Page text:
"If you want your children to be intelligent, read them fairy tales."
~ Albert Einstein
I know this is a huge cliché in the reading world, but I can't remember not being able to read. I'm not trying to say that I emerged from the womb a literary genius, but that my parents read to me each night from such an early age that I was destined to be a book lover. My Dad, in particular, didn't grow up in a family that read much, so I think he really wanted to instil a love of books in me.
When I was little I was raised on fairy tales; whether it was the Brothers Grimm, Disney, or Hans Christian Andersen, it didn't matter, I loved them all! My earliest memories of fairy tales stem back to when I was around five years old, and I had a little collection of Ladybird Books that I loved. I often took them into school to show my friends, and I was very protective of them.
My priorities haven't changed much.
Other than the little book I had that was all about the human body - I remember that book convinced me we were all cyborgs for a while because it described the body as a 'marvellous machine' - the three fairytales I remember reading the most are Rumpelstiltskin, Rapunzel and The Little Mermaid.
These stories fascinated me because they didn't shy away from that dark edge that so many of our old stories have. As much as I love Disney (and Disney's Beauty and the Beast is still my favourite film of all time!) I never owned the Disney storybooks; I watched Disney, but I read the Brothers Grimm.
"Fairy tales are more than true: not because they tell us that dragons exist, but because they tell us that dragons can be beaten."
~ Neil Gaiman
|I'm pretty sure this was the edition I had!|
I also loved Rapunzel - as amazing as Tangled is (I'd much rather watch that than Frozen) the original is pretty darn cool - and Snow White and Rose Red. In fact growing up with two older sisters meant I often had a fondness for stories featuring sisters. There's one story in particular I'd love your help with!
There's a story I can remember from my childhood but I can't remember what it was called and, if I'm completely honest, I can only remember the beginning and the end (and not the important bit in the middle!), and what makes it all the more frustrating is that no one else seems to have heard of it.
The story features two sisters and their mother. The mother and one of the sisters are awful people. They're wicked and cruel, so much so that whenever her daughter speaks a toad falls out of her mouth. The other sister is nothing like her family; she is beautiful, loving and kind, so much so that whenever she speaks a drop of gold falls out of her mouth. After that I forget what happens (really helpful, I know) but I do remember that by the end of the story the kind daughter has married the Prince, and her mother and sister are punished for their wickedness by being put in barrels lined with iron nails and rolled down a hill.
Please tell me someone knows the story I'm talking about, because I've been searching for it for years!
"Some day you will be old enough to start reading fairy tales again."
~ C.S. Lewis
When I was seventeen my love for fairy tales, somewhat quashed by puberty and the feeling that I should have grown out of them by now, was rekindled when myself and seven others put on a production of three of the Grimm's Fairy Tales for our Drama A Level. We performed Rumpelstiltskin, Little Red Cap and Hansel and Gretel, and it was fantastic; each story was around 5-10 minutes long, and we performed them all while dressed as a selection of macabre toys!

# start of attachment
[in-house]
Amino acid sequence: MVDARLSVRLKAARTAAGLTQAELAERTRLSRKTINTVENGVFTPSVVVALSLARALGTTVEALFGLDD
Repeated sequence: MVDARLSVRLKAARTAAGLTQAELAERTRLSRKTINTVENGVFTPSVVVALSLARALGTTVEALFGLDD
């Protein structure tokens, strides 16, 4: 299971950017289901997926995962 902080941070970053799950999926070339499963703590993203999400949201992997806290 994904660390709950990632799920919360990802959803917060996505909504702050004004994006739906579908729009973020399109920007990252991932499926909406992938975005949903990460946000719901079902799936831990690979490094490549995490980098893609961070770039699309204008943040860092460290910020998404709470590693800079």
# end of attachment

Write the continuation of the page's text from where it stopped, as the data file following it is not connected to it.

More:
Since then I haven't let myself shy away from my love of fairy tales. In fact luckily for me I wound up studying retellings during my first year of university when we looked at Angela Carter's The Bloody Chamber and Other Stories and Salman Rushdie's Haroun and the Sea of Stories. During my second year of university I was introduced to literary theory, and did a project on postmodernism and fairy tales/mythology. In my third year one of my friends worked on a really interesting dissertation about how all modern day horror films can be traced back to the Brothers Grimm, while my dissertation argued that many dystopian stories can be traced back to theology and the story of the Fall.
Needless to say, I'd been waiting for the bandwagon long before it rolled around when retellings became the next literary trend and, luckily for us, they're going to be a trend that sticks around. For as long as there are fairy tales and folk tales there are going to be new ways to tell them, because there's a reason we still read these stories to our children, there's a reason why we still learn from them. They're part of our culture; Jacob and Wilhelm Grimm didn't stay in their rooms and think of all these stories themselves, they travelled around Europe and collected these stories from communities who thrived on the art of oral storytelling, and for whom these stories were lessons as much as they were entertainment.
"Fairy tales represent hundreds of years of stories based on thousands of years of stories told by hundreds, thousands, perhaps even millions of tellers."
~ Kate Bernheimer
It's the same with The Thousand and One Nights, The Sagas and The Mabinogion - tales from West and South Asia, Scandinavian and Germanic history, and Celtic Wales respectively - all of the stories were told around campfires long before they were written down, and if a story can survive so long without ever making a mark upon a page, just imagine how long they're going to be around now that we've written them down.
From Cinder to Wicked to Cruel Beauty, we're in the middle of a Fairy Tale Renaissance, and as long as there are retellings to read I'll read them, but I'll always return to my first love: the Grimm's Fairy Tales.
"If I'm honest I have to tell you I still read fairy tales and I like them best of all."
~ Audrey Hepburn